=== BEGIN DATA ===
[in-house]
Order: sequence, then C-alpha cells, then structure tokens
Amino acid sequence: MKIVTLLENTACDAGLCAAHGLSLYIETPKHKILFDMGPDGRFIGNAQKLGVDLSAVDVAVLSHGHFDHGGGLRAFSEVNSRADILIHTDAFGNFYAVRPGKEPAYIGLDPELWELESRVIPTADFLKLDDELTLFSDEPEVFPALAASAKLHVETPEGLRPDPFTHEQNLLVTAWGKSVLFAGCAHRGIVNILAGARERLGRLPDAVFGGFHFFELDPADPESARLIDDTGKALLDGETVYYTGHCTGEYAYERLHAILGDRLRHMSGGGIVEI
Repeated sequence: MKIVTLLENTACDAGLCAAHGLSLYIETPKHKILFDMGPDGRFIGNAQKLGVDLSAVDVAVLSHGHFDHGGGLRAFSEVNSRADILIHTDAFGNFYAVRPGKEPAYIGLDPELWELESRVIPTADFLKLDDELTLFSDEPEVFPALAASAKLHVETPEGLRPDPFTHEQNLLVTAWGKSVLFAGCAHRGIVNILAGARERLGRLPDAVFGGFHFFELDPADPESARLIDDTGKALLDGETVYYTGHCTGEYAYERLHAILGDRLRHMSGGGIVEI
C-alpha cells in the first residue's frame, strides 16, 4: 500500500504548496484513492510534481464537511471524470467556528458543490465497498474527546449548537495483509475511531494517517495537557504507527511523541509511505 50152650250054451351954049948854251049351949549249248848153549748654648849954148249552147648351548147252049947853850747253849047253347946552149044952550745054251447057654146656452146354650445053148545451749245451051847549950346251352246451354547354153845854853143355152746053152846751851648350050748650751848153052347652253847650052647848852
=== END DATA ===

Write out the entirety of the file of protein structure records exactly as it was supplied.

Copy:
[in-house]
Order: sequence, then C-alpha cells, then structure tokens
Amino acid sequence: MKIVTLLENTACDAGLCAAHGLSLYIETPKHKILFDMGPDGRFIGNAQKLGVDLSAVDVAVLSHGHFDHGGGLRAFSEVNSRADILIHTDAFGNFYAVRPGKEPAYIGLDPELWELESRVIPTADFLKLDDELTLFSDEPEVFPALAASAKLHVETPEGLRPDPFTHEQNLLVTAWGKSVLFAGCAHRGIVNILAGARERLGRLPDAVFGGFHFFELDPADPESARLIDDTGKALLDGETVYYTGHCTGEYAYERLHAILGDRLRHMSGGGIVEI
Repeated sequence: MKIVTLLENTACDAGLCAAHGLSLYIETPKHKILFDMGPDGRFIGNAQKLGVDLSAVDVAVLSHGHFDHGGGLRAFSEVNSRADILIHTDAFGNFYAVRPGKEPAYIGLDPELWELESRVIPTADFLKLDDELTLFSDEPEVFPALAASAKLHVETPEGLRPDPFTHEQNLLVTAWGKSVLFAGCAHRGIVNILAGARERLGRLPDAVFGGFHFFELDPADPESARLIDDTGKALLDGETVYYTGHCTGEYAYERLHAILGDRLRHMSGGGIVEI
C-alpha cells in the first residue's frame, strides 16, 4: 500500500504548496484513492510534481464537511471524470467556528458543490465497498474527546449548537495483509475511531494517517495537557504507527511523541509511505 50152650250054451351954049948854251049351949549249248848153549748654648849954148249552147648351548147252049947853850747253849047253347946552149044952550745054251447057654146656452146354650445053148545451749245451051847549950346251352246451354547354153845854853143355152746053152846751851648350050748650751848153052347652253847650052647848852